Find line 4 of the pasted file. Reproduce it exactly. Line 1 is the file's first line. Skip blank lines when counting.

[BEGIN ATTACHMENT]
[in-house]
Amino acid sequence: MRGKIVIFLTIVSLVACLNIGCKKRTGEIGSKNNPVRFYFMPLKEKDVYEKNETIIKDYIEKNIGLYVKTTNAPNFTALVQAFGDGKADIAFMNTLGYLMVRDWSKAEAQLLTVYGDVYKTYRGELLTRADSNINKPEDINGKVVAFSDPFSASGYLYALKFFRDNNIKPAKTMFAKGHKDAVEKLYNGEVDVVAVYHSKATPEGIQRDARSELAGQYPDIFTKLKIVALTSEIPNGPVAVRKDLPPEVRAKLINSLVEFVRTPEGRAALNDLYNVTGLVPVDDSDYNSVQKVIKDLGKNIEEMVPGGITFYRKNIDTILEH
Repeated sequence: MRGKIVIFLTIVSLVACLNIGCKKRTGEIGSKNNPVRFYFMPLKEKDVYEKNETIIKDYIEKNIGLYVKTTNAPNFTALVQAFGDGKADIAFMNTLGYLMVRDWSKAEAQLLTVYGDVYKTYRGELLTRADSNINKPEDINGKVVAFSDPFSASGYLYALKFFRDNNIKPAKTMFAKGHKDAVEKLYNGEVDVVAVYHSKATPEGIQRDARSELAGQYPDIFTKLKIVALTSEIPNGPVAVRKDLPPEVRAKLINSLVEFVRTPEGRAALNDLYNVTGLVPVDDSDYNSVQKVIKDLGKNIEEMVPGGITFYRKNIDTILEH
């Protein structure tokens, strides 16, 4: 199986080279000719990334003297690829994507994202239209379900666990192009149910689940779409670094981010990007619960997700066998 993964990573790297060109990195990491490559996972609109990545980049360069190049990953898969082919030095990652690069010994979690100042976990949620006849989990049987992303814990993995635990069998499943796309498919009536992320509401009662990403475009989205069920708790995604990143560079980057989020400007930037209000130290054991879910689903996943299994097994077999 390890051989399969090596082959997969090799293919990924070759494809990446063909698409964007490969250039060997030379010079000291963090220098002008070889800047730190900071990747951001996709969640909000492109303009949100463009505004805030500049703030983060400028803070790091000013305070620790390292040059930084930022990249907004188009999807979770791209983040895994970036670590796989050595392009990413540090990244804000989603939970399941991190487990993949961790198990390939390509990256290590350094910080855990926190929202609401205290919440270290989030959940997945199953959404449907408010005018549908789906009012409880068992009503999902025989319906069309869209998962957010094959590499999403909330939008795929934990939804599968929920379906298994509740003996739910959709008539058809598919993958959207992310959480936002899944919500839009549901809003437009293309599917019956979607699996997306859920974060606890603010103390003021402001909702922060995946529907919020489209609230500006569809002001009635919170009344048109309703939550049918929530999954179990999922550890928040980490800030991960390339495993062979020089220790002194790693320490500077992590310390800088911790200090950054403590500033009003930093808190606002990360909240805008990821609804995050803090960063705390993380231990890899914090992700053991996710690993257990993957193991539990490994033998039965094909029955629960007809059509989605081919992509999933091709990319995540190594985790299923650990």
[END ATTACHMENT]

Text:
């Protein structure tokens, strides 16, 4: 199986080279000719990334003297690829994507994202239209379900666990192009149910689940779409670094981010990007619960997700066998 993964990573790297060109990195990491490559996972609109990545980049360069190049990953898969082919030095990652690069010994979690100042976990949620006849989990049987992303814990993995635990069998499943796309498919009536992320509401009662990403475009989205069920708790995604990143560079980057989020400007930037209000130290054991879910689903996943299994097994077999 390890051989399969090596082959997969090799293919990924070759494809990446063909698409964007490969250039060997030379010079000291963090220098002008070889800047730190900071990747951001996709969640909000492109303009949100463009505004805030500049703030983060400028803070790091000013305070620790390292040059930084930022990249907004188009999807979770791209983040895994970036670590796989050595392009990413540090990244804000989603939970399941991190487990993949961790198990390939390509990256290590350094910080855990926190929202609401205290919440270290989030959940997945199953959404449907408010005018549908789906009012409880068992009503999902025989319906069309869209998962957010094959590499999403909330939008795929934990939804599968929920379906298994509740003996739910959709008539058809598919993958959207992310959480936002899944919500839009549901809003437009293309599917019956979607699996997306859920974060606890603010103390003021402001909702922060995946529907919020489209609230500006569809002001009635919170009344048109309703939550049918929530999954179990999922550890928040980490800030991960390339495993062979020089220790002194790693320490500077992590310390800088911790200090950054403590500033009003930093808190606002990360909240805008990821609804995050803090960063705390993380231990890899914090992700053991996710690993257990993957193991539990490994033998039965094909029955629960007809059509989605081919992509999933091709990319995540190594985790299923650990």